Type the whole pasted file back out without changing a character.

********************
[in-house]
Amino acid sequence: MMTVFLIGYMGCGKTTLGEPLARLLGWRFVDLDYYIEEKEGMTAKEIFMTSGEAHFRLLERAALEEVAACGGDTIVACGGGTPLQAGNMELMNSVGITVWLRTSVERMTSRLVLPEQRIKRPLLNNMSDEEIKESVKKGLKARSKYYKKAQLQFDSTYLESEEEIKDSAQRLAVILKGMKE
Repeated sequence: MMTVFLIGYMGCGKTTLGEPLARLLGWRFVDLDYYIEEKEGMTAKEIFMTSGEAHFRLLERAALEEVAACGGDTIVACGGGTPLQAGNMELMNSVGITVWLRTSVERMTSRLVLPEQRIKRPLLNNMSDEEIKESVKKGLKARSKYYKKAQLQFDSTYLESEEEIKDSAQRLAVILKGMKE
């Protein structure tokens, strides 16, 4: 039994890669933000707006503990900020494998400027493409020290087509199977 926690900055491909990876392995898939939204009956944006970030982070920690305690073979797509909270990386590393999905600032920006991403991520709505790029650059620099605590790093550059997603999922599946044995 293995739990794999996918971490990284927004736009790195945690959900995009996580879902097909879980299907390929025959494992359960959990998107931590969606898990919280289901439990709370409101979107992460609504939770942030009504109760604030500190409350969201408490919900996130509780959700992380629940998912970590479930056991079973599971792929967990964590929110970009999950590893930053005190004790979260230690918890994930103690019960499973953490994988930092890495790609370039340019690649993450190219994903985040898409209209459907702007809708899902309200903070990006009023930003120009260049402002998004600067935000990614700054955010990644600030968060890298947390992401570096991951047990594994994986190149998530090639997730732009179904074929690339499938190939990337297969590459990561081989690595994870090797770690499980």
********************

[in-house]
Amino acid sequence: MMTVFLIGYMGCGKTTLGEPLARLLGWRFVDLDYYIEEKEGMTAKEIFMTSGEAHFRLLERAALEEVAACGGDTIVACGGGTPLQAGNMELMNSVGITVWLRTSVERMTSRLVLPEQRIKRPLLNNMSDEEIKESVKKGLKARSKYYKKAQLQFDSTYLESEEEIKDSAQRLAVILKGMKE
Repeated sequence: MMTVFLIGYMGCGKTTLGEPLARLLGWRFVDLDYYIEEKEGMTAKEIFMTSGEAHFRLLERAALEEVAACGGDTIVACGGGTPLQAGNMELMNSVGITVWLRTSVERMTSRLVLPEQRIKRPLLNNMSDEEIKESVKKGLKARSKYYKKAQLQFDSTYLESEEEIKDSAQRLAVILKGMKE
């Protein structure tokens, strides 16, 4: 039994890669933000707006503990900020494998400027493409020290087509199977 926690900055491909990876392995898939939204009956944006970030982070920690305690073979797509909270990386590393999905600032920006991403991520709505790029650059620099605590790093550059997603999922599946044995 293995739990794999996918971490990284927004736009790195945690959900995009996580879902097909879980299907390929025959494992359960959990998107931590969606898990919280289901439990709370409101979107992460609504939770942030009504109760604030500190409350969201408490919900996130509780959700992380629940998912970590479930056991079973599971792929967990964590929110970009999950590893930053005190004790979260230690918890994930103690019960499973953490994988930092890495790609370039340019690649993450190219994903985040898409209209459907702007809708899902309200903070990006009023930003120009260049402002998004600067935000990614700054955010990644600030968060890298947390992401570096991951047990594994994986190149998530090639997730732009179904074929690339499938190939990337297969590459990561081989690595994870090797770690499980």